Rep. Gabbard Urges Congress to Pass Bipartisan DREAM ActNovember 15, 2017, 1:28 PM HST (Updated November 15, 2017, 1:28 PM) · 7 Comments
Hawaiʻi Rep. Tulsi Gabbard asked Congress to pass the bipartisan and bicameral DREAM Act (HR 3440) to enact a permanent solution for millions of DREAMers across the country. The congresswoman was joined by fellow members of the Congressional Asian Pacific American Caucus (CAPAC), immigrant advocacy organizations and DREAMers from across the country.
The DREAM Act, would grant lawful permanent residence to over 800,000 DREAMers across the country.
A companion bill, SB 1615 was introduced in the U.S. Senate by Sens. Dick Durbin and Lindsey Graham.
Rep. Tulsi Gabbard said:
“Congress must take action. More than 600 DACA recipients in Hawaiʻi, along with over 800,000 across the country, have their lives hanging in the balance. In my home state of Hawai‘i on the island of Maui, I recently met with a group of DREAMers who shared their stories of hardship, of hope, and now of fear and uncertainty of what lies ahead. These young men and women have known no other home other than the island of Maui or the state of Hawai‘i and now face the possibility of being sent to live in a foreign country or falling back into the shadows.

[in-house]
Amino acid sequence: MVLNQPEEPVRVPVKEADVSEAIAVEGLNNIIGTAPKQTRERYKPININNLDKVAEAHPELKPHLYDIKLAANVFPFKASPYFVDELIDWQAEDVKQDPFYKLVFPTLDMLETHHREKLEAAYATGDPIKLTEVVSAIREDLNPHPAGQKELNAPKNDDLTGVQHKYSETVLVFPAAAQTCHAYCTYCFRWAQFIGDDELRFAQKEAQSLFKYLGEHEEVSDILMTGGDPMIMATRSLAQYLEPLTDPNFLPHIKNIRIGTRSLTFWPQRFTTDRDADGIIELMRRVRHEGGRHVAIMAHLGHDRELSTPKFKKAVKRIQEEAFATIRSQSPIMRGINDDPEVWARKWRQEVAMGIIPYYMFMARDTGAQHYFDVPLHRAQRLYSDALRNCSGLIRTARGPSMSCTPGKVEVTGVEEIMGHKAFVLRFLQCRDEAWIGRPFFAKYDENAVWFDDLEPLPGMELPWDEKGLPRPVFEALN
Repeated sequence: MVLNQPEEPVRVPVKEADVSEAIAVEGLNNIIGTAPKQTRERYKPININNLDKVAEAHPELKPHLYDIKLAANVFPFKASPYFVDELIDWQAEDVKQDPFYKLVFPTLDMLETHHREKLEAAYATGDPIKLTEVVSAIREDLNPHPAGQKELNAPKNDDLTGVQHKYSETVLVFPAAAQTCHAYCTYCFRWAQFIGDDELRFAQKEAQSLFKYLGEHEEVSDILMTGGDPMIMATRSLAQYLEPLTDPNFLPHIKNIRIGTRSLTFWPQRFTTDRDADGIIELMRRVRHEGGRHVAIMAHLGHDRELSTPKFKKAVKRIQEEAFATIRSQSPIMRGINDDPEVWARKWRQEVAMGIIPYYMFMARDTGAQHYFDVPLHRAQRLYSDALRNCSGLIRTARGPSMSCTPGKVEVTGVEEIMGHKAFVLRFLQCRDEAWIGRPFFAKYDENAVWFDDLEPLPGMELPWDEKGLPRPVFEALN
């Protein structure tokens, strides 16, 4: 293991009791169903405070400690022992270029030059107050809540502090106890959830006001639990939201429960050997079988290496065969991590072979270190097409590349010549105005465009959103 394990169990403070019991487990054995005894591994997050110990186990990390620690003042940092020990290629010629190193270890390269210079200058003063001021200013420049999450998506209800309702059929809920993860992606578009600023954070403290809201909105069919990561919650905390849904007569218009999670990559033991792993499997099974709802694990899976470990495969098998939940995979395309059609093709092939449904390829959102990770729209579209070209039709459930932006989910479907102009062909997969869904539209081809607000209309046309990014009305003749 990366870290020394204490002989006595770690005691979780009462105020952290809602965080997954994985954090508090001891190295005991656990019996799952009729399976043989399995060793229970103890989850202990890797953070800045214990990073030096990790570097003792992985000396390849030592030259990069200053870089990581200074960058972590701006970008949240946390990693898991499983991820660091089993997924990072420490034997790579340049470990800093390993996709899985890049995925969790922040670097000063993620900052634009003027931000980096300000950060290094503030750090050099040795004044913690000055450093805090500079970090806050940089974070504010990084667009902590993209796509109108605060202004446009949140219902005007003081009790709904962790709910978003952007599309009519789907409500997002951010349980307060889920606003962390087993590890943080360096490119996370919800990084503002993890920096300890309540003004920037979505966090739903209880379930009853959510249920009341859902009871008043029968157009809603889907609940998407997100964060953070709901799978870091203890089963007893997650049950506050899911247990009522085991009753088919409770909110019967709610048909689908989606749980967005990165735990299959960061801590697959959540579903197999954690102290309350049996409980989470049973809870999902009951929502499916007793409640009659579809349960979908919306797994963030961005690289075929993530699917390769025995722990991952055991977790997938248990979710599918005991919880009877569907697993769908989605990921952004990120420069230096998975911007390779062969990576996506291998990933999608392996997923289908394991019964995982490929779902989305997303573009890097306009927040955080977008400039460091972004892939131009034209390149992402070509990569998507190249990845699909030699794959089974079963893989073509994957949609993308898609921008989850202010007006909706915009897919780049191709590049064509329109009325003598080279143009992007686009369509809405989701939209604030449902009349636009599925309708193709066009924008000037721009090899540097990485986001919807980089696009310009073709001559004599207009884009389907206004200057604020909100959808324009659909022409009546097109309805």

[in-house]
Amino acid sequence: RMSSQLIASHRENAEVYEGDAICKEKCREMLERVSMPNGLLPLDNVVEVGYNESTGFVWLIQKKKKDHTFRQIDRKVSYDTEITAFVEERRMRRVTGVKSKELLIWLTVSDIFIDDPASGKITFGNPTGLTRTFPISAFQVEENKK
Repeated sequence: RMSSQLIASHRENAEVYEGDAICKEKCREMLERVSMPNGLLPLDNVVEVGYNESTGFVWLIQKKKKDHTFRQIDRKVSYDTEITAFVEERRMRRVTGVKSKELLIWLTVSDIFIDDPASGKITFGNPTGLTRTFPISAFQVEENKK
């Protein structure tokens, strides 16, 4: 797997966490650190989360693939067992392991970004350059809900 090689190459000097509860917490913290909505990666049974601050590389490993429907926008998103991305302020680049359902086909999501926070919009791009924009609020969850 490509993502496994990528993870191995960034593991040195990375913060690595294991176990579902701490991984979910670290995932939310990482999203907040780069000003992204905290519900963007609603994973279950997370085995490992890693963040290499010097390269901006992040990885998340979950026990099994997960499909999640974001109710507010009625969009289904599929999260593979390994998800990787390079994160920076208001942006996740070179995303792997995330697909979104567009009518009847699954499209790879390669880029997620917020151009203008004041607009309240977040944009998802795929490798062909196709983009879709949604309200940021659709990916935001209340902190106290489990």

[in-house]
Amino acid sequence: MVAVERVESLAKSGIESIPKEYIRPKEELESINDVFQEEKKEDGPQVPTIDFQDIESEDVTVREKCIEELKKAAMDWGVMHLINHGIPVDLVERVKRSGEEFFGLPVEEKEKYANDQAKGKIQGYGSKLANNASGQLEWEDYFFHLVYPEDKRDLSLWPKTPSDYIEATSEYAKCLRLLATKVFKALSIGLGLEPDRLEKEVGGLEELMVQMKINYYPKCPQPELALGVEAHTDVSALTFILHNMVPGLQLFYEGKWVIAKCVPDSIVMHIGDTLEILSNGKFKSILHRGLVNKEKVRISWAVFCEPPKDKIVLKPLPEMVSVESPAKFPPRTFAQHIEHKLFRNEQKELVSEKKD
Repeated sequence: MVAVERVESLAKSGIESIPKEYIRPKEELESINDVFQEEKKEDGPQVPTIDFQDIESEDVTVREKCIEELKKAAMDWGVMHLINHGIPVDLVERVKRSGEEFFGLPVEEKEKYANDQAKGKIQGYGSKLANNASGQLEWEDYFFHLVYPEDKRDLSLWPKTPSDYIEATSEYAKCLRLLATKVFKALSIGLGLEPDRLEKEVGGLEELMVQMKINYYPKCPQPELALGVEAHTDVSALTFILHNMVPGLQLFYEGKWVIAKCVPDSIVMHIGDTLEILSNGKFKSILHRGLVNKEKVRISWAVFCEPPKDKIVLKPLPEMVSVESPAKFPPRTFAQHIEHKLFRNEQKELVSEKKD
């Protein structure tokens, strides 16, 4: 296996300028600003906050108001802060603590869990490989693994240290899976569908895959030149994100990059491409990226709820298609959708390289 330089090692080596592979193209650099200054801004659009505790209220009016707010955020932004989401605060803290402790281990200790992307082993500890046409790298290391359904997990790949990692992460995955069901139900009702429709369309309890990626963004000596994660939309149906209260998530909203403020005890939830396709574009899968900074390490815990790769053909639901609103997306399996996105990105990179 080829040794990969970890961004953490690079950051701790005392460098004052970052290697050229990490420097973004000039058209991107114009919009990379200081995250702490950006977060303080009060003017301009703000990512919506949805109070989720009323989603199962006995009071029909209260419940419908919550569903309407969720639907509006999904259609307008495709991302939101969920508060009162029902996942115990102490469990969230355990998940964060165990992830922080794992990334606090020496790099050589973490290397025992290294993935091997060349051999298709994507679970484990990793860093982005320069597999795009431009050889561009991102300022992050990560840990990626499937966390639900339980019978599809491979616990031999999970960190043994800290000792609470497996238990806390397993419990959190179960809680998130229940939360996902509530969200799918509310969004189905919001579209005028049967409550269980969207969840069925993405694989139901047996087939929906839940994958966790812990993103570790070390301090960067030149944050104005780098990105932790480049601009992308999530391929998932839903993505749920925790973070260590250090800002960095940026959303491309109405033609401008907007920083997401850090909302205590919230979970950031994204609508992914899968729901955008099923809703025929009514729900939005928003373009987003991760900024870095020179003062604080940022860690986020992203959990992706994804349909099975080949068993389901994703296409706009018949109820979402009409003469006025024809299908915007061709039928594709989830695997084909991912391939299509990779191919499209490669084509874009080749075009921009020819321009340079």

“DACA was a shining light for DREAMers, which allowed them to come out from the shadows to go to school, to get a job, to start a small business, and to build a future in this country. Congress has the responsibility to pass a clean, bipartisan DREAM Act to provide a permanent resolution to this problem that too many people are facing all across this country. We cannot afford to wait. We must stand together, Republicans and Democrats, as Americans to pass the DREAM Act now.”
Immigration reform has been one of Rep. Tulsi Gabbard’s top priorities throughout her time in Congress. In addition to the DREAM Act, she has also co-sponsored two measures to protect families and children, including the DREAMer Information Protection Act (HR 532) which prohibits DHS’s Deferred Action for Childhood Arrivals program (DACA) from being used for immigration enforcement proceedings and the BRIDGE Act (HR 496) which codifies the DACA program. In October, she hosted an immigration-focused telephone town hall to update Hawai‘i constituents on the status of DACA, and answer questions about education rights for DREAMers, fees for naturalization, qualifications to receive DACA, backlogs on citizenship applications, rules regarding re-entry for foreign-born relatives of U.S. military personnel, and more.
A full recording of the event is available here.
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